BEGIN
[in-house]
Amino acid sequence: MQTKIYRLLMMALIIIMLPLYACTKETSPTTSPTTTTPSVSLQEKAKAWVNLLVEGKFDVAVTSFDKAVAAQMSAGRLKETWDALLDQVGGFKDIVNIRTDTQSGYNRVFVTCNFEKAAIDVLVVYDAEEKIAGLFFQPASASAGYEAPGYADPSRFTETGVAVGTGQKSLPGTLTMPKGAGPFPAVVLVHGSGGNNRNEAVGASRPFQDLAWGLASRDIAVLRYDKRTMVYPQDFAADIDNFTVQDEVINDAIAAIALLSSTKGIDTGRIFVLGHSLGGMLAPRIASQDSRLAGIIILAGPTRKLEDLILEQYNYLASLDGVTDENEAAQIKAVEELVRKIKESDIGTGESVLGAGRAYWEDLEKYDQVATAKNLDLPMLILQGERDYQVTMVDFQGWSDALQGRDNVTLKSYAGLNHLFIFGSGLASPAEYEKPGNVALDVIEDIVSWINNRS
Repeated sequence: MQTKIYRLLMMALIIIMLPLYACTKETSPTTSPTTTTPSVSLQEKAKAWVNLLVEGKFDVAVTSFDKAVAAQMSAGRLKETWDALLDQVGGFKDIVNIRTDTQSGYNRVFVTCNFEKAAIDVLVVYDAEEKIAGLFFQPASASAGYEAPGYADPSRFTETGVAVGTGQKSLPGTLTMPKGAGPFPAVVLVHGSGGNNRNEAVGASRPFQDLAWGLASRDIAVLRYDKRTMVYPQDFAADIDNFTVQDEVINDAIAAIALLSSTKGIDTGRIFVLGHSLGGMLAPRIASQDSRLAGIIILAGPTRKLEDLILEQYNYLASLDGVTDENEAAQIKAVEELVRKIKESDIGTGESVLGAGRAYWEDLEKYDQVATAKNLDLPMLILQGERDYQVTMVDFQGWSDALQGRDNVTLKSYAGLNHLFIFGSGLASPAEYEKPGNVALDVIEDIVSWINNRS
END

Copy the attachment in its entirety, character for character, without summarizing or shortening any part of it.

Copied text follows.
[in-house]
Amino acid sequence: MQTKIYRLLMMALIIIMLPLYACTKETSPTTSPTTTTPSVSLQEKAKAWVNLLVEGKFDVAVTSFDKAVAAQMSAGRLKETWDALLDQVGGFKDIVNIRTDTQSGYNRVFVTCNFEKAAIDVLVVYDAEEKIAGLFFQPASASAGYEAPGYADPSRFTETGVAVGTGQKSLPGTLTMPKGAGPFPAVVLVHGSGGNNRNEAVGASRPFQDLAWGLASRDIAVLRYDKRTMVYPQDFAADIDNFTVQDEVINDAIAAIALLSSTKGIDTGRIFVLGHSLGGMLAPRIASQDSRLAGIIILAGPTRKLEDLILEQYNYLASLDGVTDENEAAQIKAVEELVRKIKESDIGTGESVLGAGRAYWEDLEKYDQVATAKNLDLPMLILQGERDYQVTMVDFQGWSDALQGRDNVTLKSYAGLNHLFIFGSGLASPAEYEKPGNVALDVIEDIVSWINNRS
Repeated sequence: MQTKIYRLLMMALIIIMLPLYACTKETSPTTSPTTTTPSVSLQEKAKAWVNLLVEGKFDVAVTSFDKAVAAQMSAGRLKETWDALLDQVGGFKDIVNIRTDTQSGYNRVFVTCNFEKAAIDVLVVYDAEEKIAGLFFQPASASAGYEAPGYADPSRFTETGVAVGTGQKSLPGTLTMPKGAGPFPAVVLVHGSGGNNRNEAVGASRPFQDLAWGLASRDIAVLRYDKRTMVYPQDFAADIDNFTVQDEVINDAIAAIALLSSTKGIDTGRIFVLGHSLGGMLAPRIASQDSRLAGIIILAGPTRKLEDLILEQYNYLASLDGVTDENEAAQIKAVEELVRKIKESDIGTGESVLGAGRAYWEDLEKYDQVATAKNLDLPMLILQGERDYQVTMVDFQGWSDALQGRDNVTLKSYAGLNHLFIFGSGLASPAEYEKPGNVALDVIEDIVSWINNRS